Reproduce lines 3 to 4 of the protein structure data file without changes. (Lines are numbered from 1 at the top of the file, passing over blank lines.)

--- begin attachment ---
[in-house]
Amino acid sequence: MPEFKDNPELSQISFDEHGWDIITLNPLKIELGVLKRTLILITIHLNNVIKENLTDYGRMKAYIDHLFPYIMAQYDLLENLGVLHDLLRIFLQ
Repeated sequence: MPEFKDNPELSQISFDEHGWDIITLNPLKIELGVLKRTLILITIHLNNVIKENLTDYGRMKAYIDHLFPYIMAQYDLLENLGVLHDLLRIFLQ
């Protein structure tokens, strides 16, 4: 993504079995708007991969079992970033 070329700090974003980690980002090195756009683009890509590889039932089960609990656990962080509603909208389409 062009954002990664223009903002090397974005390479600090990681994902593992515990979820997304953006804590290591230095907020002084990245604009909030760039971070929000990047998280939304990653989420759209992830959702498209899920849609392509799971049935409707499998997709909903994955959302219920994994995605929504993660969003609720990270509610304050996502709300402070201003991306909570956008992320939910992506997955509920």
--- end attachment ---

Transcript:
Repeated sequence: MPEFKDNPELSQISFDEHGWDIITLNPLKIELGVLKRTLILITIHLNNVIKENLTDYGRMKAYIDHLFPYIMAQYDLLENLGVLHDLLRIFLQ
């Protein structure tokens, strides 16, 4: 993504079995708007991969079992970033 070329700090974003980690980002090195756009683009890509590889039932089960609990656990962080509603909208389409 062009954002990664223009903002090397974005390479600090990681994902593992515990979820997304953006804590290591230095907020002084990245604009909030760039971070929000990047998280939304990653989420759209992830959702498209899920849609392509799971049935409707499998997709909903994955959302219920994994995605929504993660969003609720990270509610304050996502709300402070201003991306909570956008992320939910992506997955509920």